The Altstadt is small but surely an eye candy because of the shops you see there, which are a mix of old and new architecture characterized by a splash of colors that are just hard to ignore. But you will find yourself at a plaza first, dwarfed by a church which is typically German in design; you know: that tall tower with cones instead of domes. Or was that really a church? I think it was. What else could it be!
The shops just vary too much in terms of color and design that it would take quite a while for you to get tired staring at them. If and when you do, then it’s time to go people watching next. Again, this is neither Hamburg nor Berlin, so there seems to be a different attitude here when it comes to life in general. To call it bucolic would be going too far. It’s rather difficult to explain, but it is that feeling when you find yourself in a smaller town far away from the hustle and bustle of the big city.
Church and shopping is a rather weird combination, but I think that is what the Altstadt was all about. You will also find a little plaza with a fountain at the center, with yet another church in the background. From here, you could take one of the side streets heading right to reach the Historischer Hafen, where you will be greeted by a lot of boats, jellyfish, and geese that you can bully. Oh yes, I bullied some geese, but one won’t jump despite the peer pressure. I should have tried, “Spring! Spring! Spring!” instead of "Jump! Jump! Jump!". Or maybe it was Danish speaking?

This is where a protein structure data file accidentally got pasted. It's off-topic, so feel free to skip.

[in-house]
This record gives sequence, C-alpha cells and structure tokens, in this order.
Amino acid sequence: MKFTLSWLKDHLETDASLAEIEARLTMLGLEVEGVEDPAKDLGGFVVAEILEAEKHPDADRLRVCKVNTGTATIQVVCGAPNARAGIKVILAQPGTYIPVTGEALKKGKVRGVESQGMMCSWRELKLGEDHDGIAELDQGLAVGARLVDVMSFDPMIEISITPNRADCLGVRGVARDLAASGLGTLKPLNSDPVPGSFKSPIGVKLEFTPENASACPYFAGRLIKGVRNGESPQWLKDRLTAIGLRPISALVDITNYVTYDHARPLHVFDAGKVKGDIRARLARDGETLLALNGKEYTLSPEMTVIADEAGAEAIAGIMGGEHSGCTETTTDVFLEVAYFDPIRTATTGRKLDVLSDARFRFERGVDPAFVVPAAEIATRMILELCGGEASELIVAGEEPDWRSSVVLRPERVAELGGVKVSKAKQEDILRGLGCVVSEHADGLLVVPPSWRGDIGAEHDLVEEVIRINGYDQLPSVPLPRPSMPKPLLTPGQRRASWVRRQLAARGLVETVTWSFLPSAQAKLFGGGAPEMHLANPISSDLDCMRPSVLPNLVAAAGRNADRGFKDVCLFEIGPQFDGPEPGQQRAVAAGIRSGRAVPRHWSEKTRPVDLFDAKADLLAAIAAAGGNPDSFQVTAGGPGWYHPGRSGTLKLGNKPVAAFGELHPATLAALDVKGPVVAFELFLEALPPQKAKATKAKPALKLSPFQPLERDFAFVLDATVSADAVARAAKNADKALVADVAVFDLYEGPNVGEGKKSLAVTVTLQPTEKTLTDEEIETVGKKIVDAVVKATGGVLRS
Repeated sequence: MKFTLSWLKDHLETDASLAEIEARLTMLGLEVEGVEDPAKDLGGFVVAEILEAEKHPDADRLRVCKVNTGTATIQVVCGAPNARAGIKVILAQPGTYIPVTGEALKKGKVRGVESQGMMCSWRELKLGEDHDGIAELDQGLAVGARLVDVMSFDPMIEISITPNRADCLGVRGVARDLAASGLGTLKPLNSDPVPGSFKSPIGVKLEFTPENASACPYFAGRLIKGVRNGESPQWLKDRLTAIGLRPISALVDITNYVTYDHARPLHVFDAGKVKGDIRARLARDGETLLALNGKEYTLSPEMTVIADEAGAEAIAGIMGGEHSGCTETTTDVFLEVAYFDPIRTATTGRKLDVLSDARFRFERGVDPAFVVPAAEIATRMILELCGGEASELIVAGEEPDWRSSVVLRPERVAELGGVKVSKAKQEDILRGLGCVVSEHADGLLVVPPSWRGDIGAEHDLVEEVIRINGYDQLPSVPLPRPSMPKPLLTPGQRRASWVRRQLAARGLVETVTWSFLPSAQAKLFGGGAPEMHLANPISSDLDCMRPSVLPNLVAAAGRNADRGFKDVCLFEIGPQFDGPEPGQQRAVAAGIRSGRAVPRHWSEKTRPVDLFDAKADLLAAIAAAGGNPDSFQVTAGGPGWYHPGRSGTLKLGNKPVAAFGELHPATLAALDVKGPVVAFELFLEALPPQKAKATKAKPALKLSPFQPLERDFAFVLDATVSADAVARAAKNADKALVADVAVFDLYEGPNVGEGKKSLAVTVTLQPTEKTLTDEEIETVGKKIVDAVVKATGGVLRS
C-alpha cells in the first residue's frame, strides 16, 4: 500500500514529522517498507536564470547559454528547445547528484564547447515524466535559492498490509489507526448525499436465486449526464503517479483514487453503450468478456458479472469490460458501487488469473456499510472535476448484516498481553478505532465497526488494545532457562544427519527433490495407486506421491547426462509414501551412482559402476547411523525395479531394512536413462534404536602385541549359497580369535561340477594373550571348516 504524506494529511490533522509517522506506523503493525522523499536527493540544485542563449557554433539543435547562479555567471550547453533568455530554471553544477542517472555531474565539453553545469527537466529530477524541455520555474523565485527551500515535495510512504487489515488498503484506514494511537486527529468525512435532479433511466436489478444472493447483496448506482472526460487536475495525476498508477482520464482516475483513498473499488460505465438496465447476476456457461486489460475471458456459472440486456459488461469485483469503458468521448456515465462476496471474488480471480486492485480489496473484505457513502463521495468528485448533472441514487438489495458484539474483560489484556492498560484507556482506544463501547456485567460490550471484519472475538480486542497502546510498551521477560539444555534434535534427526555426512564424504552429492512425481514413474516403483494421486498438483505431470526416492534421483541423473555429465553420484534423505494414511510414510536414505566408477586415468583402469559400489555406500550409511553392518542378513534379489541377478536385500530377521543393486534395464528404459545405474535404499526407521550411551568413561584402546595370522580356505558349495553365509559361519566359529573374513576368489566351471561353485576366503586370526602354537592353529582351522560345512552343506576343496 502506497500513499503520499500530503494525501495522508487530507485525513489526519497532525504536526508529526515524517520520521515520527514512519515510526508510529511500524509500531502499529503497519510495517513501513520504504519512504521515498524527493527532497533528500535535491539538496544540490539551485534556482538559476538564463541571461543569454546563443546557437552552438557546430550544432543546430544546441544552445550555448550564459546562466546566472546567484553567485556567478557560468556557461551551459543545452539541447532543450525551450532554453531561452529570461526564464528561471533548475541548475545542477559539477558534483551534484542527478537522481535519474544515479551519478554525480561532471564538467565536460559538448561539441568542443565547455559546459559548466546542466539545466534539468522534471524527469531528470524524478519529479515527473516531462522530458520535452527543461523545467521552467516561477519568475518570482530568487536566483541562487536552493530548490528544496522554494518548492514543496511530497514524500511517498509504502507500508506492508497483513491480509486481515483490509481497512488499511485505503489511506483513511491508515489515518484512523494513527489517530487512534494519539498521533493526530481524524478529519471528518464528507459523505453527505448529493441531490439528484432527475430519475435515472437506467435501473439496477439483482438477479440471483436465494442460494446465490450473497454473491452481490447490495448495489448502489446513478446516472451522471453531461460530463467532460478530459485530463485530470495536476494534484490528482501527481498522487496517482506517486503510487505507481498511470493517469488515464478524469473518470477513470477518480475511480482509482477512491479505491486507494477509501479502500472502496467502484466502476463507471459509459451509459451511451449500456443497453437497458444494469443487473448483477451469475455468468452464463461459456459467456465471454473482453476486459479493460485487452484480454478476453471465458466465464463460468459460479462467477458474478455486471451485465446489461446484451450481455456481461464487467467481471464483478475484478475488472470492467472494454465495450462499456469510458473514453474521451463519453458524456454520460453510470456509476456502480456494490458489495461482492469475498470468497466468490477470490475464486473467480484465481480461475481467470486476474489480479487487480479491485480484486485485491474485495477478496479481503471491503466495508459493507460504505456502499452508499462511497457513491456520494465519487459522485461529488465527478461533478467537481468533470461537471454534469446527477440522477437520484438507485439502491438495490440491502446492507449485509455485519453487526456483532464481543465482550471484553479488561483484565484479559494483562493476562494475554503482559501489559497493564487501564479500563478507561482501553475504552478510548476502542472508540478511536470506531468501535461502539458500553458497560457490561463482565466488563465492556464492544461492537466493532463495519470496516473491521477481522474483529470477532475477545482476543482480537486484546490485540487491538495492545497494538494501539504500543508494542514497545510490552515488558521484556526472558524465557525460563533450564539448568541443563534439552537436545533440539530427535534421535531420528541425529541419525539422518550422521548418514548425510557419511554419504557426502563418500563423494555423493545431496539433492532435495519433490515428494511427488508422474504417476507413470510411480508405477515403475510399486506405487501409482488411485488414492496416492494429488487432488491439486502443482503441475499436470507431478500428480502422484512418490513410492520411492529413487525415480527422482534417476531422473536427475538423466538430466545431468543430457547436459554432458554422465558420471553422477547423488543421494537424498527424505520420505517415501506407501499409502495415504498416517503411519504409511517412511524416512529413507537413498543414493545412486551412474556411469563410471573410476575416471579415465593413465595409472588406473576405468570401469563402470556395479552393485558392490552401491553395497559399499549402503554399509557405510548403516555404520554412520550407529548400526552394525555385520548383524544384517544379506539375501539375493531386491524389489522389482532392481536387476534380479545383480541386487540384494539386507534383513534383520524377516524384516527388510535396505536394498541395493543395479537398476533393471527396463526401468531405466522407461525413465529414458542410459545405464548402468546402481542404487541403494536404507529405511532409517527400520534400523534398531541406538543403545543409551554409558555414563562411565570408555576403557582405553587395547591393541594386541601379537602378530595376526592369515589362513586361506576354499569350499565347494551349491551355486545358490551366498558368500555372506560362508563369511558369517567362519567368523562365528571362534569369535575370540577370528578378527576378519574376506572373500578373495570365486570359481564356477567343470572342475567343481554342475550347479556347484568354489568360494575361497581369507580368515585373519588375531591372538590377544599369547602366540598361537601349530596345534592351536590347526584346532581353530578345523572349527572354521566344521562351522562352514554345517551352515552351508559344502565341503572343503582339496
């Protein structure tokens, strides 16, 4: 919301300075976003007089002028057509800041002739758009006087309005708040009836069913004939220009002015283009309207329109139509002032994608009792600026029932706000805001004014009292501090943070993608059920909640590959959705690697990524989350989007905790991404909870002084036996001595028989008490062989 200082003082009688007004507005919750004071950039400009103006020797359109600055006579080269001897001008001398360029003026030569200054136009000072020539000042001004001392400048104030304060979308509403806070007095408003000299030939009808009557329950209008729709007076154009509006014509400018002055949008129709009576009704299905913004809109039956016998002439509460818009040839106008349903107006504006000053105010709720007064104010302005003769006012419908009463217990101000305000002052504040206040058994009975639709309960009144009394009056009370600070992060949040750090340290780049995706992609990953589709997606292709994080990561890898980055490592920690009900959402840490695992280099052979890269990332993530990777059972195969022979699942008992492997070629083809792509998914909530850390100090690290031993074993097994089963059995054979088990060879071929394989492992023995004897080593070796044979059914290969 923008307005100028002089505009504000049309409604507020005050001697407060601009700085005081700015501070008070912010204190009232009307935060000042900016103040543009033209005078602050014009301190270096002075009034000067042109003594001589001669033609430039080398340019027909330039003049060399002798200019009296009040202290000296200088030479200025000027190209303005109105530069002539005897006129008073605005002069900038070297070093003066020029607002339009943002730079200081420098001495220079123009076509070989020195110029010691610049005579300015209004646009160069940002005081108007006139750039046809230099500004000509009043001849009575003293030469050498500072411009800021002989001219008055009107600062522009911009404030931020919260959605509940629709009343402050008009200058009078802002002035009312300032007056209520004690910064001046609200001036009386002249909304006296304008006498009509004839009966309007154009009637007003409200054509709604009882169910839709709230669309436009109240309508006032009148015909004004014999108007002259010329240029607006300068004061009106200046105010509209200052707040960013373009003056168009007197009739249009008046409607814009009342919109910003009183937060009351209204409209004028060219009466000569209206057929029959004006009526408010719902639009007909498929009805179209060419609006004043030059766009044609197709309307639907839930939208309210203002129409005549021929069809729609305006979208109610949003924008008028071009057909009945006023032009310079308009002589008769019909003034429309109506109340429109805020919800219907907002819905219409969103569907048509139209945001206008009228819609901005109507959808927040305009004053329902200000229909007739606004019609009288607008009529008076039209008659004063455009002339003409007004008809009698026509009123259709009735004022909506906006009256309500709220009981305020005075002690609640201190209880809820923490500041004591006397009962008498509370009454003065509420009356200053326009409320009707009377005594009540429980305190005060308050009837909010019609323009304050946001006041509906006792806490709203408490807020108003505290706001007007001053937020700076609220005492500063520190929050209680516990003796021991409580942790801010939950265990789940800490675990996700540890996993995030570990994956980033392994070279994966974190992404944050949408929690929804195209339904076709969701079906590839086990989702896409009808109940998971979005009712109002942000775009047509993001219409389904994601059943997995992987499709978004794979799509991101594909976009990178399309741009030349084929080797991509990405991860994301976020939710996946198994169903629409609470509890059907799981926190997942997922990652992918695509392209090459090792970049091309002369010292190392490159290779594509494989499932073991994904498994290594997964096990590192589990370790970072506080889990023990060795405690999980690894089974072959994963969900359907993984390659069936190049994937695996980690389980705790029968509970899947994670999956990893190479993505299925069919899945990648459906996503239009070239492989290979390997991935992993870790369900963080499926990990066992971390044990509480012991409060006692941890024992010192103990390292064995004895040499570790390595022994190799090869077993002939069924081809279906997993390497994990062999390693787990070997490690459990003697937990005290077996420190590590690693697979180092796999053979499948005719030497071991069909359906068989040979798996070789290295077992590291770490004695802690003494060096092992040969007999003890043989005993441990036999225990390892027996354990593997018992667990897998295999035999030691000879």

So what else could you do at the port aside from bullying geese? Again, boat tour! If you have the money, then why not go? Refer to the video for schedule and prices. I think they were not that astronomical but I opted not to do it anyway. Hello, I just recovered from all the complexities involved being in Europe for the first time. I didn’t want to risk seasickness robbing me of that newfound bliss.
Contrary to what I said in the video, I did not really take the bus going back to the hostel. I guess I tried to enjoy the leisurely walk in spite of the cold weather. I love small towns like this, but only for a day or two. I usually start missing big city life if I don’t get inside some random mall after three days or so. While my first day in Flensburg started quite late after my arrival at around 1 PM, I actually had the entire Tuesday for sightseeing, but only ended up seeing the Rathaus for that day, which was nothing special, really.
I guess the point of being in Flensburg, as I have reiterated more than enough in this blog entry, is to rest and recover from everything. I think I was able to do just that, so mission accomplished. The next day started at 7 AM, waiting for Sven to take me with him to Kolding across the border. Who the hell is Sven? He has an ad on a carpooling website. Like many Flensburgers, he is trilingual, crosses the border every day to work in Denmark, and then comes back to Germany at night. Good for us tourists, there are locals like him who would take us across the border for just a third of the price we would spend on a slow train.
[FLENSBURG] You Say Velkommen, I Say Willkommen